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As has already been pointed out, the RM-AV3000 comes with a significant number of macros. Macros are essentially recorded sequences of commands that can be played back at any time. So, powering on your system, dimming the lights, switching over to the DVD input and starting the movie could all be automated from a single button. The remote includes three main types of macros.
The first type of macros are referred to as "System Control". These include 3 dedicated hard buttons that remain the same no matter which device is selected, with an additional 12 accessible on the LCD screen through the [More] button. The second type are "Component Macros". These are assigned to a component itself, so each time that component is selected the macro will play back. Useful for keeping inputs in sync. The third type are "Timer Macros", which are an entirely new category for the RM-AV3000.
Macro recording carries over nearly unchanged from the RM-AV2100. Enter the setup menu, select [System], choose the button to store the macro on – either System or Component – then start recording up to 32 commands from any of the RM-AV3000’s nearly 1000 possible device functions. Device switches count as a step. Pressing [Commander Off] saves the macro and plays back the recorded commands visually. No further editing is possible, so if a macro isn’t quite right it will need to be re-recorded from scratch.
The Interval between steps is quite snappy on the RM-AV3000, defaulting to 100ms delays. Too fast for your components? No problem, the time can be adjusted between 100 and 900 milliseconds, calibrated in 50 millisecond increments. When recording it's also possible to add a firm "one command" delay by pressing the [Timer] button, although that will count as a step.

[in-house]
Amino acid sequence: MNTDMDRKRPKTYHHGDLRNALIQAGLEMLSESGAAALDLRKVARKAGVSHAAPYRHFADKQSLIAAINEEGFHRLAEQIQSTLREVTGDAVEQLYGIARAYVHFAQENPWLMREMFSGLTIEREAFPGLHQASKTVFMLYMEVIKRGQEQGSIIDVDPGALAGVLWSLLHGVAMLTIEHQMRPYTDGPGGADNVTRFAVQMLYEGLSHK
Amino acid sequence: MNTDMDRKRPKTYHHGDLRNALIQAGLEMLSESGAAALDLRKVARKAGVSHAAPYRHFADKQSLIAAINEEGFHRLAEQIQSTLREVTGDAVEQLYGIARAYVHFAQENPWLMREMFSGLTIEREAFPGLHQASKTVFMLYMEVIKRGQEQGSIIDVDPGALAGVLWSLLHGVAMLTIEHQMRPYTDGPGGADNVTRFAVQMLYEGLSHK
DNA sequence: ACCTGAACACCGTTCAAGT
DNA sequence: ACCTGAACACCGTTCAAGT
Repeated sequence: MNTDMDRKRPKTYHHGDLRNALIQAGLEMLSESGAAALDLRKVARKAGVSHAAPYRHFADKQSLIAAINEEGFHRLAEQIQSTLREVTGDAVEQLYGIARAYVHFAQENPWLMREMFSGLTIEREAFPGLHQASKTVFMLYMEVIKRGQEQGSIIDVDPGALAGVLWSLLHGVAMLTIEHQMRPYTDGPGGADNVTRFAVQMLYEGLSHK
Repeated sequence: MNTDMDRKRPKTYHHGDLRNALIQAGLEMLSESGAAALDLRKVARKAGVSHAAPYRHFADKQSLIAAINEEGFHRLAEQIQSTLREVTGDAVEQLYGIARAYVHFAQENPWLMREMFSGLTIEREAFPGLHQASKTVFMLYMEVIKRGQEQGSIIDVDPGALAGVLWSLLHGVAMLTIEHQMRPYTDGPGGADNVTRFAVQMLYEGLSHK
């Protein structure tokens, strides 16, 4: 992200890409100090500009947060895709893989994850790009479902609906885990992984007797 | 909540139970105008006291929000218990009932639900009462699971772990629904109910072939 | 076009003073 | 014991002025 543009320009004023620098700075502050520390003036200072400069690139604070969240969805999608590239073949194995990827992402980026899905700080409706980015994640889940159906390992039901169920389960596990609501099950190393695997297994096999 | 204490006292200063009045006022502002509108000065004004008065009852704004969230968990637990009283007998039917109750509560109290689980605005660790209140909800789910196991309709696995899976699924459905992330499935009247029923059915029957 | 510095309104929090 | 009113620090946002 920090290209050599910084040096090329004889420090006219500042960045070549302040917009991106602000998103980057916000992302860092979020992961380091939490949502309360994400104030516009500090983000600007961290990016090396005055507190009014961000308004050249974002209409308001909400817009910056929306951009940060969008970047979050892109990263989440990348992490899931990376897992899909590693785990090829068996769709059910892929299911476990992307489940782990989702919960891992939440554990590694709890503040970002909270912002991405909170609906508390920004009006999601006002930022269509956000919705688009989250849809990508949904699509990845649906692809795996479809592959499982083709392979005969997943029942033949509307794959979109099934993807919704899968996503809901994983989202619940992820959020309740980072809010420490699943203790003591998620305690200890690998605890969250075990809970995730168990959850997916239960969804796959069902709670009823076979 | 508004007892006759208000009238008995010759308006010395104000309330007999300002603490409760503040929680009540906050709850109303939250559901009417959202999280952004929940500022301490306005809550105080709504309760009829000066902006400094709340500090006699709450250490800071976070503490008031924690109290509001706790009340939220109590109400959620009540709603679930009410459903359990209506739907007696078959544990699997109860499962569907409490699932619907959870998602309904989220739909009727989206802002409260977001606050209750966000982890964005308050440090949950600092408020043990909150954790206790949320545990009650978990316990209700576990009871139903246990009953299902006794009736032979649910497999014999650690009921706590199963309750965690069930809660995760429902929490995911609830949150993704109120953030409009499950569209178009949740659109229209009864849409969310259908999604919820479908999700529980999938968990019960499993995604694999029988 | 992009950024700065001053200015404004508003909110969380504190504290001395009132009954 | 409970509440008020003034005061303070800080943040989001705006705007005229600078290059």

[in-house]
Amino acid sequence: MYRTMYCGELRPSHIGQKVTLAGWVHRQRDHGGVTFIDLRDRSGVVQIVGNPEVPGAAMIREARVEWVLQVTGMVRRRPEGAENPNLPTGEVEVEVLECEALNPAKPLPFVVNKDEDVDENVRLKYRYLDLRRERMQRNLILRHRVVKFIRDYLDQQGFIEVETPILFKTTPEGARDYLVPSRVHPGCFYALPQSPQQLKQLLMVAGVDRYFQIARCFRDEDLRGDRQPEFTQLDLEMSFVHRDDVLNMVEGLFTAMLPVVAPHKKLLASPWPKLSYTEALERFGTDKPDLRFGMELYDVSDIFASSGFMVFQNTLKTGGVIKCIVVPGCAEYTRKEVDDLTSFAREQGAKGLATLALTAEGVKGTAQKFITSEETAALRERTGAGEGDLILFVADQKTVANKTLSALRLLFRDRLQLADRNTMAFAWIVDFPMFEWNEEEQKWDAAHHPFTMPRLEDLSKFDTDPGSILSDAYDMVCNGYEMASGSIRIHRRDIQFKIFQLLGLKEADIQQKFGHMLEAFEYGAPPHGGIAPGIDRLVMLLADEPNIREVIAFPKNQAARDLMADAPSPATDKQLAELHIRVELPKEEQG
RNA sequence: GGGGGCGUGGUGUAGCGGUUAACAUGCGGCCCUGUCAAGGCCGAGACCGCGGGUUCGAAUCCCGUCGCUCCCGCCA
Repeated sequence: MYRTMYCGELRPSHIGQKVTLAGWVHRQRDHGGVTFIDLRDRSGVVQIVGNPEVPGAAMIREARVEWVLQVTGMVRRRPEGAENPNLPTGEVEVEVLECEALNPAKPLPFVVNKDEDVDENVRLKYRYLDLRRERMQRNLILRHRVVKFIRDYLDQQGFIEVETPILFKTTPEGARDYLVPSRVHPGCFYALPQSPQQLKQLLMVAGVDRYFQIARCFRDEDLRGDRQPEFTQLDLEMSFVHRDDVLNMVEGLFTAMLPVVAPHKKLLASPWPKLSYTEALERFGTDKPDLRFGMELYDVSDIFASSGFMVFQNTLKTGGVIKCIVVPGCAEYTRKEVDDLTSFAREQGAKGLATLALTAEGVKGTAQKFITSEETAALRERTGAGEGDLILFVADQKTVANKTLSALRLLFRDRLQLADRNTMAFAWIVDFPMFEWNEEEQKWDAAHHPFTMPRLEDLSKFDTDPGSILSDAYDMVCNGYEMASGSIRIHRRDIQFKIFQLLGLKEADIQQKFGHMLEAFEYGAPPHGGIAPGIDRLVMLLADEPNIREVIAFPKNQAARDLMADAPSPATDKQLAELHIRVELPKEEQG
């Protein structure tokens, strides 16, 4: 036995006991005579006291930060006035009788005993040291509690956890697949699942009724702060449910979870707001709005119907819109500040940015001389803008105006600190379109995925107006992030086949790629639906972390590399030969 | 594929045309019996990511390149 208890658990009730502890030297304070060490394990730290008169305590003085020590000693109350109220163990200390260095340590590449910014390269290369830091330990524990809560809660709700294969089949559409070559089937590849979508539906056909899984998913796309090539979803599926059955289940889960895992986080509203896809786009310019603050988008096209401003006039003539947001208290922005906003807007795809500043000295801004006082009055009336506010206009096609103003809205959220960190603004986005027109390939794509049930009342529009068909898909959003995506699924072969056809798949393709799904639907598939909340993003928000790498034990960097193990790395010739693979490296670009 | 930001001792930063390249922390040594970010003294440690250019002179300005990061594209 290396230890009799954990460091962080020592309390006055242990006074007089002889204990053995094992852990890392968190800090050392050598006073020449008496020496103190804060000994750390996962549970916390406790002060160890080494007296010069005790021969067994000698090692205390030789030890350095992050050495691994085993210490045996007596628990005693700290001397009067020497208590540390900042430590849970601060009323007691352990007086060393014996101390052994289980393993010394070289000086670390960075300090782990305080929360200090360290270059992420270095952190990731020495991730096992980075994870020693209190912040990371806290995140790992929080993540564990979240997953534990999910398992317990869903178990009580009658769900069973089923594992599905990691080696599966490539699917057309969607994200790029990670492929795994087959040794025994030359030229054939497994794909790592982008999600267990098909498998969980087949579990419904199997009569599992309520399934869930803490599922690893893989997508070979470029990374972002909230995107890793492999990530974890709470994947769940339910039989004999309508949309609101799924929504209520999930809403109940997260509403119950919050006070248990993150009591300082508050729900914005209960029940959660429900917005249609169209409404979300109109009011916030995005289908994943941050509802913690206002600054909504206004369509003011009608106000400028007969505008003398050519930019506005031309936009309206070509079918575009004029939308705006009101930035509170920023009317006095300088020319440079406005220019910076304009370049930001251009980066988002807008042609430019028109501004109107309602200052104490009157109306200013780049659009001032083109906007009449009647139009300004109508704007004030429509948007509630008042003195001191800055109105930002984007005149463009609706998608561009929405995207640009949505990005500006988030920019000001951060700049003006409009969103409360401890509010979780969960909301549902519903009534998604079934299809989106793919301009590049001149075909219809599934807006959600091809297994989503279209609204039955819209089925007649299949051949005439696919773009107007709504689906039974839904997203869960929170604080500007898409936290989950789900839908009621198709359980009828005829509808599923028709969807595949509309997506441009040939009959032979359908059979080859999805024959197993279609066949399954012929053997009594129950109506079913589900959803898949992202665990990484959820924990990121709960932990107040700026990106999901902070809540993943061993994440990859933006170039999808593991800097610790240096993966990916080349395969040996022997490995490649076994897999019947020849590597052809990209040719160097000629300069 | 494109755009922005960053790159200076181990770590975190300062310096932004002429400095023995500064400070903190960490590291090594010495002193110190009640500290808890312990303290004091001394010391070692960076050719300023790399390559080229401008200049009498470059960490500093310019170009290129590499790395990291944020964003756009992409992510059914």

Component Select macros contain a "delayed transmission" feature. That allows users to switch components on the remote without sending the attached macro, which may contain input and power commands. The normal hold time is two seconds before the macro is sent, however this can now be customized to one second or even no seconds - macros would always be broadcast instantly.
Another first for the RM-AV3000, macros can now reference other macros, but only in the case of Component (and Timer) macros pointing to System macros. Whenever a System macro is played back it will set the remote to the device where the macro was originally saved, while Component macros always jump back to the proper component. The old capability of learning a single infrared command onto Component Select or System Control buttons still exists, but with the capability to set macro transmission delay times down to nil it's essentially obsolete.
Another minor type of macros are "Channel Macros". These are a hangover from the RM-AV2100 that aren't implemented effectively enough to be of much benefit. With television, cable box and set top box component types, any of the customizable LCD keys can contain a short 4-step macro. Sound minimalistically good? Not really, because the only commands they can contain are the digits from 0 through 10 and [Enter], from that device. Since these can be custom labelled they're of slightly more use than the RM-AV2100, where the occupied squares could not be made to display anything even remotely appropriate, but the next logical step for Sony would have been to allow true macros on any of the LCD label keys.